I stated in 2002 “What Arabs, particularly in the Gulf, fear most is that the Americans will attack Iraq, declare victory, pull out before they actually win, and leave the region in chaos. They accuse the Americans of doing the bare minimum in Afghanistan. If so, the Americans will have absolutely no credibility left in this region.” I guess I hit the nail on that one.

People today forget how scared the Arab countries were of Iraq perhaps having nuclear weapons. It was a real concern in neighboring countries. Today the Arabs are scared of Iran having nuclear weapons.

I said that Israelis would keep tightening the screws to get more security but would find themselves with less security. I was wrong – the Israelis figured out how to tighten the screws each time the Arabs made trouble for them until the Arabs cried uncle, whether in Lebanon, Gaza or anywhere else.  I thought the Israelis wouldn’t be able to re-create downtown in the Malcha or Mamila shopping malls and actually they did quite well with both of those, neither of which have been attacked, and interestingly you can walk directly from Jaffa Gate into the Mamila pedestrian shopping mall day or night without even being checked by security.  I just noticed that a few weeks ago. I said that the Palestinians felt that Oslo was a continuation of an Israeli-sponsored mafia running Palestine and that has remained true. Today, the main horse being touted as a followup to Abbas is Dahlan, the favorite of Arab money and Israeli leaders, who is classic Mafioso.

So much for what we’ve learned and what has changed and not changed in the region over the past 15 years. The next question I posed was what are the prospects for this region, is it a cesspool for drained resources and should anyone care. That is truly a crucial question because billions upon billions of dollars of Western taxpayers money have basically bought nothing in the Middle East. Money for civil development was lost to corruption, money used by the military to secure oil supply was wasted because in the end the West pretty much abandoned Libya and Iraq to rebels who pretty much destroyed oil production, and the whole issue of oil supply became less important as the US became an oil exporter through fracking, a term nobody used 15 years ago. Western populations are strongly against sending their children to war in this region feeling that they accomplished nothing and the Iraq war had a real impact on the American budget – money that could have purchased infrastructure in America was squandered in Iraq. President Obama wanted to ironically Put America First and keep his focus on jobs and staying out of foreign entanglements. He left a void that the Russians filled in Syria, and the refugees that came out of there became a threat to Europe, but not to America leading to the question that burns today – Do we care? This is a huge question because for the past 70 years or so the Western World had a basic idea of what it considered its interests which stayed fairly consistent. Whether the Democrats or Republicans ran the US, it didn’t really matter on the world stage because American interests remained fairly consistent and foreign policy infighting was generally expected to stop at the water’s edge, a reference to the rivers on both sides of Washington DC. Obama broke a bit with tradition and wasn’t sure if he cared about things that earlier would have been considered important American interests. He was sure that he didn’t want to be burned and suckered into bad situations. People said he was weak and inattentive but really, what were the alternatives? Hillary Clinton in the debates, when asked what she would do about Aleppo, said virtually nothing. She wasn’t going to put up a no-fly zone in Syria because it would mean American boots on the ground and casualties. The Republicans never said a word as to how they would get rid of ISIS in the Middle East or what they would do in Syria. And you had to consider that ISIS was initially funded by America’s Sunni allies who were not thrilled that Iraq had essentially been ceded to Iran after the Americans created chaos, declared victory and pulled out of the country. So just who were the coalition that America was going to join up with to defeat ISIS and who were the enemies of ISIS in Syria that were going to be our allies anyway?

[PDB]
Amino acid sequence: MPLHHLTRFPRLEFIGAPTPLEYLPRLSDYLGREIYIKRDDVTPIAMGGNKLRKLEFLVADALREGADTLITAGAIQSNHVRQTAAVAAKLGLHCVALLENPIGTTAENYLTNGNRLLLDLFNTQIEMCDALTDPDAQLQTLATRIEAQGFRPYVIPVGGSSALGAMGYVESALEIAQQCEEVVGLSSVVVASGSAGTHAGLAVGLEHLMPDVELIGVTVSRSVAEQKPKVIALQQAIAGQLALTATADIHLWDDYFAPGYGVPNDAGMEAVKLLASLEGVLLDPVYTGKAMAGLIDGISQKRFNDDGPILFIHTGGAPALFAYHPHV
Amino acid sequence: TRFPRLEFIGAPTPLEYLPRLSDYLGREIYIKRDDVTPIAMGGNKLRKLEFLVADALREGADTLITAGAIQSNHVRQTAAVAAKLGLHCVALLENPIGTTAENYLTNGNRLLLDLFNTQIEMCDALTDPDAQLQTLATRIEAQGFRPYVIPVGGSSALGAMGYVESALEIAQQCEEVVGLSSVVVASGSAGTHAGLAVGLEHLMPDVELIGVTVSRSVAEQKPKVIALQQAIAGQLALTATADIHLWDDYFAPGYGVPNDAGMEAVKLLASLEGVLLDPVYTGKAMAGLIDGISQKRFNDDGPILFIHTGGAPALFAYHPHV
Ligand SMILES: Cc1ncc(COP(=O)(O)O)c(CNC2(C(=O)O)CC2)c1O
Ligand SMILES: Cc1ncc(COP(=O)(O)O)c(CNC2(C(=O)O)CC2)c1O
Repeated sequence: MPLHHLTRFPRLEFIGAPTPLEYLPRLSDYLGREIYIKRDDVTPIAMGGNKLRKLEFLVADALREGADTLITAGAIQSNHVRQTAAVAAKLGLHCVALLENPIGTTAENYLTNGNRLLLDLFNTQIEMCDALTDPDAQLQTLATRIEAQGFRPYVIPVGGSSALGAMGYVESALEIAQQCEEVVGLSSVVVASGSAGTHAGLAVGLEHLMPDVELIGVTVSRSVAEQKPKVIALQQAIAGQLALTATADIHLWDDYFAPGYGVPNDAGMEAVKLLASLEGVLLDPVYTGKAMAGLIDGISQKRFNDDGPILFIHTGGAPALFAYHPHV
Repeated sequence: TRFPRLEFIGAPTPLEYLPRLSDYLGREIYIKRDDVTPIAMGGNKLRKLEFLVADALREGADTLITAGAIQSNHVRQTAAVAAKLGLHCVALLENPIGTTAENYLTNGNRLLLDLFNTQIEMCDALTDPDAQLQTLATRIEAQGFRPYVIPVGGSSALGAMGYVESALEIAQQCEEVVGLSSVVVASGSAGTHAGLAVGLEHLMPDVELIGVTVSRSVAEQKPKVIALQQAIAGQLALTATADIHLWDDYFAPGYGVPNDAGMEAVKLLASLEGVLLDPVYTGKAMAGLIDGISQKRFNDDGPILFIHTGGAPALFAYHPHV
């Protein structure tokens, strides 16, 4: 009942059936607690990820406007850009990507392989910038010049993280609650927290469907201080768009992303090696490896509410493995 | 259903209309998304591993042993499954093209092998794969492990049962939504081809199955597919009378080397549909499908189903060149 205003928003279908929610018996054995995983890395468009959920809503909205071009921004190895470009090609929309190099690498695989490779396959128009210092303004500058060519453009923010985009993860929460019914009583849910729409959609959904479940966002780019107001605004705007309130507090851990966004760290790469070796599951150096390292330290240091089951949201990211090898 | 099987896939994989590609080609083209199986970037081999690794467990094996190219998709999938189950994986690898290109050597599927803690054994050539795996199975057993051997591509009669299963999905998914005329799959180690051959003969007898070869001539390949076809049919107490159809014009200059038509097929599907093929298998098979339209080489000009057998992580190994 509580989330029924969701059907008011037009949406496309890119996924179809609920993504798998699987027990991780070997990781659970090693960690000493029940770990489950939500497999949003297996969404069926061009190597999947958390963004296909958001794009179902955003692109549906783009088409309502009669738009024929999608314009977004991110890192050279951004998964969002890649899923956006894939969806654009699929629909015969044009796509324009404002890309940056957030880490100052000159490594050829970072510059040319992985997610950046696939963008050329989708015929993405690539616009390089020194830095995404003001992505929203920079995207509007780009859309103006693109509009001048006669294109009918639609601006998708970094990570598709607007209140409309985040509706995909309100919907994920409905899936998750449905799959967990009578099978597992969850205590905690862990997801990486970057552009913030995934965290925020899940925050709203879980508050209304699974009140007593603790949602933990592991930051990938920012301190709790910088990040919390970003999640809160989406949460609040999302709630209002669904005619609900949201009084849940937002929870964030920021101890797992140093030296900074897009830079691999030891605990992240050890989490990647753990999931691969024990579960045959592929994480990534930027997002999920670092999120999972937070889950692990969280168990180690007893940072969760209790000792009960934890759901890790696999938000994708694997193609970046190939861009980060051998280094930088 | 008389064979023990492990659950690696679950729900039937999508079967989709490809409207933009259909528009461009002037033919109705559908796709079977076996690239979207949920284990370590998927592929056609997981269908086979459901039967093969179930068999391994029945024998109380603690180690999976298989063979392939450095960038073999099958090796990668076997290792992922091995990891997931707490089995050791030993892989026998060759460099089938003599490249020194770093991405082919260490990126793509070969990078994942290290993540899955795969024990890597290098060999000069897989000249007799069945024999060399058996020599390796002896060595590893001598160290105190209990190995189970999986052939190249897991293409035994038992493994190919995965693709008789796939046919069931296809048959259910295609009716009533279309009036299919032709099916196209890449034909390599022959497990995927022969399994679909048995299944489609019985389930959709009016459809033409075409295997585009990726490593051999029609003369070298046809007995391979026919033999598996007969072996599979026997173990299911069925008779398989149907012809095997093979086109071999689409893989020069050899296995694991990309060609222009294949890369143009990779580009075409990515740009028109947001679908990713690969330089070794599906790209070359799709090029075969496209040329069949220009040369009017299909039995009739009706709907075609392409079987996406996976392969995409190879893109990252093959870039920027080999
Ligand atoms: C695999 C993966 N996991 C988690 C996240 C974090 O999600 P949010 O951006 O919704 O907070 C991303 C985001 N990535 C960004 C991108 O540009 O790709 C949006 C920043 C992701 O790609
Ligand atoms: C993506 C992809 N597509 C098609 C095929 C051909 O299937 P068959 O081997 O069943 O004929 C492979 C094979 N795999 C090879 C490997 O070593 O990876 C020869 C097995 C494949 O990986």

Here’s a great joke I heard in synagogue from the Rabbi’s sermon this past weekend. A Swiss guy is driving around in a car in Switzerland and gets lost. His bad luck is to have run into two American tourists. First he tries speaking to them in German and they don’t understand him. Then he tries French, with the same result. Then he tries Italian and Spanish. Finally he drives off exasperated. One American turns to the other and says “You see, I told you we ought to learn a foreign language.” The other American says “What’s the point? That guy spoke 4 languages and it didn’t help him.” This joke makes sense when you think about whether or not there is a benefit in caring about a problem or deciding that it makes more sense to ignore it, such as the Americans who joked that learning languages to be more conversant had no value and that ignorance was more beneficial to them. This kind of know-nothing attitude matters much when the discussion turns to defining America’s interests in the Middle East under a Trump presidency.